Honey bees

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Apis mellifera

Honey bees all over the globe pollinate flowering plants and trees, including many fruits and crops that humans depend on for food.  Bee pollination is essential to the agricultural economy, valued at billions of dollars, in the state of California, the United States, and the world.

Bees use pollen to feed the hive community and nectar for energy to fuel their flights and keep them alive over the long winter months.  They locate and probe for nectar and easily suck it from the flowers with specialized mouth parts.  Pollen rubs off of the flowers onto pollen sacs on a bee’s legs.  When full, these yellow sacs are readily visible with the naked eye.  The bee then deposits this pollen on other flowers as it searches for more nectar, cross-pollinating the plant, a process necessary for the plant to produce seeds.

Bees have their own secret signals or code—bee dance moves—that tell other bees in the colony where to find nectar and how to get back to the hive.  Their honey is a tasty treat for other animals including bears, raccoons, and humans.

In recent years, honey bees have been under serious pressure from a mystery problem:  Colony Collapse Disorder (CCD), which is a syndrome defined as a dead colony with no adult bees or dead bee bodies but with a live queen; usually honey and immature bees are still present.  (U.S. Dept. of Agriculture, http://www.ars.usda.gov/News/docs.htm?docid=15572.)  Some experts believe that a combination of factors could be making bees sick, including pesticide exposure, invasive parasitic mites, an inadequate food supply, and a new virus that targets bees’ immune systems.  More research is essential to determine the exact cause of the bees’ distress.  (Natural Resources Defense Council, http://www.nrdc.org/wildlife/animals/bees.asp.)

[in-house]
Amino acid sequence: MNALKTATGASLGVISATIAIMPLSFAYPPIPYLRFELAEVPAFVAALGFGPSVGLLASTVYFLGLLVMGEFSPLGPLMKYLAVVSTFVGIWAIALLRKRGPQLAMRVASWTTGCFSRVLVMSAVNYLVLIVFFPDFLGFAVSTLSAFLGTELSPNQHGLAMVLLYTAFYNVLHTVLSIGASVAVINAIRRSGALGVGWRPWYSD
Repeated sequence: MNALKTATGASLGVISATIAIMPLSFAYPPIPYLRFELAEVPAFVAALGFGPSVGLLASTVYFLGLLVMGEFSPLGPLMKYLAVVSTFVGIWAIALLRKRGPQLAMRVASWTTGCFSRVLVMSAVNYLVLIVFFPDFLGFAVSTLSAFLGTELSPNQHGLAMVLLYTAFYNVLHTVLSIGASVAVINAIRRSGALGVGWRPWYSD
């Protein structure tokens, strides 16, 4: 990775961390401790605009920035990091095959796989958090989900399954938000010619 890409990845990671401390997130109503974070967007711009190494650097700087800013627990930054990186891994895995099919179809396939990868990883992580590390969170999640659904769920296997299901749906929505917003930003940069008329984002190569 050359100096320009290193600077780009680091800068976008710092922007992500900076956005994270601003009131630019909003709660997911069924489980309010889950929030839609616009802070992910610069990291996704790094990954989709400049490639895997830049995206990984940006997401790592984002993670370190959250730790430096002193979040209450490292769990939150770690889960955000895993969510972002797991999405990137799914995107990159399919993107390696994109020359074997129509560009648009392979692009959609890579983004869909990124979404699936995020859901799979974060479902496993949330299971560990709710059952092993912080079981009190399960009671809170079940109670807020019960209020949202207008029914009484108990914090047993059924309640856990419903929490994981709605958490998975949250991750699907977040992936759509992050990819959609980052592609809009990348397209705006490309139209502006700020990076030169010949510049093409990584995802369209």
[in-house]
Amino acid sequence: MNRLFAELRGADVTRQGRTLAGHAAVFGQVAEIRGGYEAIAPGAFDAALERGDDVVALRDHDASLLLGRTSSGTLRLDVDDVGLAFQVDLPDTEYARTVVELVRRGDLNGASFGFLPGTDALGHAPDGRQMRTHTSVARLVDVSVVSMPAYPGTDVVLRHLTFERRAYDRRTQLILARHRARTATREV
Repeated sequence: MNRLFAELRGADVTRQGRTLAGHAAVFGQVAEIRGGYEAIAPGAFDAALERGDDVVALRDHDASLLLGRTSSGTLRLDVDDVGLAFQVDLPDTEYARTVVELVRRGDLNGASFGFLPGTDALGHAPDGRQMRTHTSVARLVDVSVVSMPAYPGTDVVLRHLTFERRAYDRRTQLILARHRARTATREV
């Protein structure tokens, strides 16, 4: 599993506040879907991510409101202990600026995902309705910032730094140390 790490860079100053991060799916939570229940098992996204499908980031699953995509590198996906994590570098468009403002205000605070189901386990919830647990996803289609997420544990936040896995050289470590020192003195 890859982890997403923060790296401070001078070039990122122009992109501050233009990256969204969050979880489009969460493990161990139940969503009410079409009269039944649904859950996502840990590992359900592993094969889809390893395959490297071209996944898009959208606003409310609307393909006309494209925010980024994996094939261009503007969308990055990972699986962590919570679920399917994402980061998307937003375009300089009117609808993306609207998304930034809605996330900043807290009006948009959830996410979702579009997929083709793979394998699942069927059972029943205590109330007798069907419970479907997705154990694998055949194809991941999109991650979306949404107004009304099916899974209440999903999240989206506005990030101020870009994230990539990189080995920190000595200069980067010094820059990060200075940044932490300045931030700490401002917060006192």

Our “Hive Alive!” observational hive was specially designed and constructed for Lindsay Wildlife Experience by beekeeper Mike Stephanos, who takes care of the bees and their hive.  Two years in the making, the exhibit showcases the live, working hive inside a ¾” thick Plexiglas housing.  The exhibit is co-sponsored by the Mount Diablo Beekeepers Association.

The bees come and go constantly via the exhibit’s Plexiglas bee corridor to the outside world where they pollinate flowers and trees in adjacent Larkey Park and the surrounding neighborhoods—perhaps in your yard!  We do not collect the hive’s honey but leave all of it for our very busy—and valuable—bees!

Learn more about honey bee life cycle and what honey bees and beekeepers do at our exhibit Hive to Honey: Honey Bees and Beekeepers at Work.